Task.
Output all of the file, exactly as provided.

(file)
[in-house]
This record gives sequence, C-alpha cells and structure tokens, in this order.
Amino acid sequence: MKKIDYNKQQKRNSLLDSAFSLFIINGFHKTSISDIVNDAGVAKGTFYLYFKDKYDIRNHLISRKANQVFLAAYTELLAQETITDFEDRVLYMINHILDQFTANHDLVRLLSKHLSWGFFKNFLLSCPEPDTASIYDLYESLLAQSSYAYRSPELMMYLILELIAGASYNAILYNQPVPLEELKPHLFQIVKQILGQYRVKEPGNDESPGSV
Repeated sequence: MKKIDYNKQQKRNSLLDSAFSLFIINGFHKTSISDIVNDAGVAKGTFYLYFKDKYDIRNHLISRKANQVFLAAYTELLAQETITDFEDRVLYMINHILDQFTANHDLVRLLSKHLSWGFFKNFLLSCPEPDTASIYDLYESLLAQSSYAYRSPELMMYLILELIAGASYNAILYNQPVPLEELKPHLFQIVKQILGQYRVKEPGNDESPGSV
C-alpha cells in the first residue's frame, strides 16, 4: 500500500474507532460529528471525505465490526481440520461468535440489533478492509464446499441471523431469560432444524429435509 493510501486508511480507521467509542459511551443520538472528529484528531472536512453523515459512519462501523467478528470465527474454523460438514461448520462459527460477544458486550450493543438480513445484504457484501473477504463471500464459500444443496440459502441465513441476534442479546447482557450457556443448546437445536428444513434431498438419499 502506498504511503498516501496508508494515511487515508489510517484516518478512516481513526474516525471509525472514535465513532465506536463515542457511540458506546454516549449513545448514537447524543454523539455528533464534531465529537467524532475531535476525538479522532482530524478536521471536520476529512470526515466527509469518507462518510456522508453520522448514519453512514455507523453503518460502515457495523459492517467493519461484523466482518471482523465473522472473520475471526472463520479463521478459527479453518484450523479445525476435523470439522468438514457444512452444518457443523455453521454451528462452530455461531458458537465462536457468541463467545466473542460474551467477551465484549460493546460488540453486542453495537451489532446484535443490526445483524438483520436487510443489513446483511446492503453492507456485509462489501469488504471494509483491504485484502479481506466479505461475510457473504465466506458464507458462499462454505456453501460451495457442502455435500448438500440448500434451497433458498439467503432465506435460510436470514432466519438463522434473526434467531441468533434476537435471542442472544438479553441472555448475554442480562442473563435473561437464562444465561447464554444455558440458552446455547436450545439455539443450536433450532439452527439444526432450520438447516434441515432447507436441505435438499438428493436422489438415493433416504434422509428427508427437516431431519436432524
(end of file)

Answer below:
[in-house]
This record gives sequence, C-alpha cells and structure tokens, in this order.
Amino acid sequence: MKKIDYNKQQKRNSLLDSAFSLFIINGFHKTSISDIVNDAGVAKGTFYLYFKDKYDIRNHLISRKANQVFLAAYTELLAQETITDFEDRVLYMINHILDQFTANHDLVRLLSKHLSWGFFKNFLLSCPEPDTASIYDLYESLLAQSSYAYRSPELMMYLILELIAGASYNAILYNQPVPLEELKPHLFQIVKQILGQYRVKEPGNDESPGSV
Repeated sequence: MKKIDYNKQQKRNSLLDSAFSLFIINGFHKTSISDIVNDAGVAKGTFYLYFKDKYDIRNHLISRKANQVFLAAYTELLAQETITDFEDRVLYMINHILDQFTANHDLVRLLSKHLSWGFFKNFLLSCPEPDTASIYDLYESLLAQSSYAYRSPELMMYLILELIAGASYNAILYNQPVPLEELKPHLFQIVKQILGQYRVKEPGNDESPGSV
C-alpha cells in the first residue's frame, strides 16, 4: 500500500474507532460529528471525505465490526481440520461468535440489533478492509464446499441471523431469560432444524429435509 493510501486508511480507521467509542459511551443520538472528529484528531472536512453523515459512519462501523467478528470465527474454523460438514461448520462459527460477544458486550450493543438480513445484504457484501473477504463471500464459500444443496440459502441465513441476534442479546447482557450457556443448546437445536428444513434431498438419499 502506498504511503498516501496508508494515511487515508489510517484516518478512516481513526474516525471509525472514535465513532465506536463515542457511540458506546454516549449513545448514537447524543454523539455528533464534531465529537467524532475531535476525538479522532482530524478536521471536520476529512470526515466527509469518507462518510456522508453520522448514519453512514455507523453503518460502515457495523459492517467493519461484523466482518471482523465473522472473520475471526472463520479463521478459527479453518484450523479445525476435523470439522468438514457444512452444518457443523455453521454451528462452530455461531458458537465462536457468541463467545466473542460474551467477551465484549460493546460488540453486542453495537451489532446484535443490526445483524438483520436487510443489513446483511446492503453492507456485509462489501469488504471494509483491504485484502479481506466479505461475510457473504465466506458464507458462499462454505456453501460451495457442502455435500448438500440448500434451497433458498439467503432465506435460510436470514432466519438463522434473526434467531441468533434476537435471542442472544438479553441472555448475554442480562442473563435473561437464562444465561447464554444455558440458552446455547436450545439455539443450536433450532439452527439444526432450520438447516434441515432447507436441505435438499438428493436422489438415493433416504434422509428427508427437516431431519436432524